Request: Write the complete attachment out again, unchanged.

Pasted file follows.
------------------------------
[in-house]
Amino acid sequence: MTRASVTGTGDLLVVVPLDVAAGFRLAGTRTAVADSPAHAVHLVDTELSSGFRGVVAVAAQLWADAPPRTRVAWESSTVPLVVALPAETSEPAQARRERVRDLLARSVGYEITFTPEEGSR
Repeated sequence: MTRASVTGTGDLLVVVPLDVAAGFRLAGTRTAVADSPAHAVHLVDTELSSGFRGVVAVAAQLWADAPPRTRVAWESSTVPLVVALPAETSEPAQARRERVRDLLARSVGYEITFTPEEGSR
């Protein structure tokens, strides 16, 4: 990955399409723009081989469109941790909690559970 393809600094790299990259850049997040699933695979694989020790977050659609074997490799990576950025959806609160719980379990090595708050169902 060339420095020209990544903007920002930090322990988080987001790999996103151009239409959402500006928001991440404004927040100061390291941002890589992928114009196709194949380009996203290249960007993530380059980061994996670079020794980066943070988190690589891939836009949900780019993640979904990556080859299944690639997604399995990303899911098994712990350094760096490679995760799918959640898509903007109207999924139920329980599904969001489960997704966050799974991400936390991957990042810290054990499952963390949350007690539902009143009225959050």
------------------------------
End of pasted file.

[in-house]
Amino acid sequence: MTRASVTGTGDLLVVVPLDVAAGFRLAGTRTAVADSPAHAVHLVDTELSSGFRGVVAVAAQLWADAPPRTRVAWESSTVPLVVALPAETSEPAQARRERVRDLLARSVGYEITFTPEEGSR
Repeated sequence: MTRASVTGTGDLLVVVPLDVAAGFRLAGTRTAVADSPAHAVHLVDTELSSGFRGVVAVAAQLWADAPPRTRVAWESSTVPLVVALPAETSEPAQARRERVRDLLARSVGYEITFTPEEGSR
């Protein structure tokens, strides 16, 4: 990955399409723009081989469109941790909690559970 393809600094790299990259850049997040699933695979694989020790977050659609074997490799990576950025959806609160719980379990090595708050169902 060339420095020209990544903007920002930090322990988080987001790999996103151009239409959402500006928001991440404004927040100061390291941002890589992928114009196709194949380009996203290249960007993530380059980061994996670079020794980066943070988190690589891939836009949900780019993640979904990556080859299944690639997604399995990303899911098994712990350094760096490679995760799918959640898509903007109207999924139920329980599904969001489960997704966050799974991400936390991957990042810290054990499952963390949350007690539902009143009225959050």